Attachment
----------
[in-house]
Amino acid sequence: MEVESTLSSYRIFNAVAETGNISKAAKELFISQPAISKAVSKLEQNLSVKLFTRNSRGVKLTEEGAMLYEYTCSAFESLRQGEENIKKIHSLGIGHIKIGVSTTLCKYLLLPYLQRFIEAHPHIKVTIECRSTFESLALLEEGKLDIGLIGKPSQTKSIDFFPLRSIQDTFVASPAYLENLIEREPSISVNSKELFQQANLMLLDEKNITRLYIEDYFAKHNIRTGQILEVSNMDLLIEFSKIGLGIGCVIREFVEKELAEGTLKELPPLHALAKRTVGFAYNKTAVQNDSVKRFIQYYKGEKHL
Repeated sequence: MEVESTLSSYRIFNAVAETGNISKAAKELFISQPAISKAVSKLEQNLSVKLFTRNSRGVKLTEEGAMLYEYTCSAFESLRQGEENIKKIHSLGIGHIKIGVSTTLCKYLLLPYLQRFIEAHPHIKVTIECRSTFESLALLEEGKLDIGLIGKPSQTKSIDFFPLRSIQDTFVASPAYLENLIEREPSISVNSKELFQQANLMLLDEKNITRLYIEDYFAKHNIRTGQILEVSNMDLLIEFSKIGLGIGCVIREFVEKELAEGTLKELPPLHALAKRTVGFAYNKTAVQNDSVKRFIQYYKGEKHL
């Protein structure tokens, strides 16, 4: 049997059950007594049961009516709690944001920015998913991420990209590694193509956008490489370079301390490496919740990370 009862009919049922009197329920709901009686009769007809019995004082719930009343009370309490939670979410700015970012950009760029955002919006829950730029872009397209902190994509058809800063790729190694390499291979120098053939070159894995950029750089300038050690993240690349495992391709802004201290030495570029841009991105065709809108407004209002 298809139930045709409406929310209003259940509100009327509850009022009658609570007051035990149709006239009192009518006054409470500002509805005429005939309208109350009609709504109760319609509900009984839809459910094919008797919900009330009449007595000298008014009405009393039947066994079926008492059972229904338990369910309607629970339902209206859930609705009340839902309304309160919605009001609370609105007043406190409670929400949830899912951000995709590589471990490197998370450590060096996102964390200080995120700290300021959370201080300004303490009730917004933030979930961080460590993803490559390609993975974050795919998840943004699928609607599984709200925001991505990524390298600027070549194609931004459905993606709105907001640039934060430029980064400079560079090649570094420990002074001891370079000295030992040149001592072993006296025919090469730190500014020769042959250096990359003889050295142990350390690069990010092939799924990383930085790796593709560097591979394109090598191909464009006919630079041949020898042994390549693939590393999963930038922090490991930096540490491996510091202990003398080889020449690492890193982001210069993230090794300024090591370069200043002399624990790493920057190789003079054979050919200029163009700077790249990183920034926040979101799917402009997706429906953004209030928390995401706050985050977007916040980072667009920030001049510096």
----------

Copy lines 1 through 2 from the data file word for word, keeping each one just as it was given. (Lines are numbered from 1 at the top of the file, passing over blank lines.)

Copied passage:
[in-house]
Amino acid sequence: MEVESTLSSYRIFNAVAETGNISKAAKELFISQPAISKAVSKLEQNLSVKLFTRNSRGVKLTEEGAMLYEYTCSAFESLRQGEENIKKIHSLGIGHIKIGVSTTLCKYLLLPYLQRFIEAHPHIKVTIECRSTFESLALLEEGKLDIGLIGKPSQTKSIDFFPLRSIQDTFVASPAYLENLIEREPSISVNSKELFQQANLMLLDEKNITRLYIEDYFAKHNIRTGQILEVSNMDLLIEFSKIGLGIGCVIREFVEKELAEGTLKELPPLHALAKRTVGFAYNKTAVQNDSVKRFIQYYKGEKHL